A smaller postbag than usual came in after last week’s issue. Thanks to everybody who said it was good to have World Wide Words back and a fond farewell to the few who welcomed us back by unsubscribing.
Several pointed out that I’d spelled the noun prophecy as though it were the verb prophesy: blame late-night composition following the ADS vote in Boston. Others — mostly from the Silicon Valley area — commented that for them the graphics format called GIF was always said with a hard g. I’d not heard it said much (it doesn’t come up in conversation very often around my way), but always as “jif”, so the report I read of Oxford's announcement that it was pronounced like that raised no doubt in my mind. Oxford’s press release is more nuanced and informative:
GIF may be pronounced with either a soft g (as in giant) or a hard g (as in graphic). The programmers who developed the format preferred a pronunciation with a soft g (in homage to the commercial tagline of the peanut butter brand Jiff, they supposedly quipped “choosy developers choose GIF”). However, the pronunciation with a hard g is now very widespread and readily understood. Whichever pronunciation you use, it should of course be the same for both the noun and the verb.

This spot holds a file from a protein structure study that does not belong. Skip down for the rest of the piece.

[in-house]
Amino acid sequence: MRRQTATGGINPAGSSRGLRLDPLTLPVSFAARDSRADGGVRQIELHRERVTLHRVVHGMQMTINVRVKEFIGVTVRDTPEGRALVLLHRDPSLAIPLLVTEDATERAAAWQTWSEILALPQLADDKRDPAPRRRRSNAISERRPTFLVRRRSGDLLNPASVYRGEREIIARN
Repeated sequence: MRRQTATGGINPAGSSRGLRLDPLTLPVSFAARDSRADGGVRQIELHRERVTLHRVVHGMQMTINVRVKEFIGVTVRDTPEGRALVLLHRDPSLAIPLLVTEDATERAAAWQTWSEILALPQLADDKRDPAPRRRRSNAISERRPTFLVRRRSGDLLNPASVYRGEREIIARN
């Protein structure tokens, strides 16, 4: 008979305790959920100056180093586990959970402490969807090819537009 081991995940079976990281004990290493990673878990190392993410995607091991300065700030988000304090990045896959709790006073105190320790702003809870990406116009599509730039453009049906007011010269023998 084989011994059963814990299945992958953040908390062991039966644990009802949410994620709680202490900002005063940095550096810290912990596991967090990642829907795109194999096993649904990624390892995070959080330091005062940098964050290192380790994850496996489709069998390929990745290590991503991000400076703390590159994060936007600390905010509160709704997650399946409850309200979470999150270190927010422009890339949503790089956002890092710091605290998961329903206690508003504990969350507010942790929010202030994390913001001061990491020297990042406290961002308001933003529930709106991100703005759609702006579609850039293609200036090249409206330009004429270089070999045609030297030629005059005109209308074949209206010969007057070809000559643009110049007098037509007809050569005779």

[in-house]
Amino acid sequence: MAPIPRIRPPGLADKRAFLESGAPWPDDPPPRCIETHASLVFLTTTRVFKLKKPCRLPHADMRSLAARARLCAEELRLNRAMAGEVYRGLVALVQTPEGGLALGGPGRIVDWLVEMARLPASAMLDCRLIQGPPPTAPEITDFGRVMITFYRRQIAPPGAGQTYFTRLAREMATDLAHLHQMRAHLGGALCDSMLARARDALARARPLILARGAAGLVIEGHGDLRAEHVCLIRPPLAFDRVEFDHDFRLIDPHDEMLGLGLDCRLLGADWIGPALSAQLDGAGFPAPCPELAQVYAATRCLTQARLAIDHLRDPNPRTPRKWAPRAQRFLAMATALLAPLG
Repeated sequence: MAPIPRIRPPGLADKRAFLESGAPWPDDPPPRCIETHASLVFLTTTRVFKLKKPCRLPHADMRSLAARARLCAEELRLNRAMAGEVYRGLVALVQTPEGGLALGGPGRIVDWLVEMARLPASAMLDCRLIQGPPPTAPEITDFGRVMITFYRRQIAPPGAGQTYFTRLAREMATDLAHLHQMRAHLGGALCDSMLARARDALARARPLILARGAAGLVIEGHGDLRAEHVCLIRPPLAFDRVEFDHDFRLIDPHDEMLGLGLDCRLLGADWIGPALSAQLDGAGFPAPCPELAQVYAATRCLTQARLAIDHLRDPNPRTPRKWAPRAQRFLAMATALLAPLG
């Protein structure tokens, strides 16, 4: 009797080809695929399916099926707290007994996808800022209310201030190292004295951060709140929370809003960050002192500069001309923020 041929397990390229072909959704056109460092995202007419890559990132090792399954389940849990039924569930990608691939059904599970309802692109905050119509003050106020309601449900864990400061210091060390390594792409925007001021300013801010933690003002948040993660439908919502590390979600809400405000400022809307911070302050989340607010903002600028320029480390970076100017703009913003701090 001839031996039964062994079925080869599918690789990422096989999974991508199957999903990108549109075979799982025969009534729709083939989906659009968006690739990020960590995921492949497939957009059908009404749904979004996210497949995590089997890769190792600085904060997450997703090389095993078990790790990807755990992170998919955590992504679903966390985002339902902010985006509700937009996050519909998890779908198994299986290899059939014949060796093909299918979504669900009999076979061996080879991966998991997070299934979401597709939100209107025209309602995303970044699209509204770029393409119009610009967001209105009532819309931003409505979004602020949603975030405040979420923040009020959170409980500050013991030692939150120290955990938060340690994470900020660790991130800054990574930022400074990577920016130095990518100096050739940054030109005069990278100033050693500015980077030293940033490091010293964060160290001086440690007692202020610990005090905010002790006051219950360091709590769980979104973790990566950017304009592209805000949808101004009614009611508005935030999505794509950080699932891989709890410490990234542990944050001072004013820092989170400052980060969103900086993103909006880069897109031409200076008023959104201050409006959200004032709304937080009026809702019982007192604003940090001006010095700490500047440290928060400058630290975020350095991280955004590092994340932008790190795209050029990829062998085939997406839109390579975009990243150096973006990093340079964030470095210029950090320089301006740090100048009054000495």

More significantly, several Americans argued that the name of the # character isn’t hash but either number sign or pound. (I have heard that some older Americans prefer crosshatch.) Bryon Moyer wrote, “I frankly thought that hash was a Briticism. I’d heard it, but not often. On a phone, for example, you’d never hear ‘Hit the hash key’; you’d hear ‘Hit the pound key’.” It may be that hashtag is, indirectly, a British contribution to the language.
Several readers said they had difficulty in voting in the Macmillan Dictionary’s Love English Awards 2012. The design of the page isn’t optimum, especially for users with small screens or older browsers. World Wide Words is there, if you scroll to the end of the long list of nominations.
A particularly erudite thesaurus may offer you in its place rebuke, scold, tell-off, lambast, censure, give a piece of one’s mind, read the Riot Act, criticise, take to task, haul over the coals, or some dozens more — such is the size of our vocabulary when it comes to giving somebody an earful.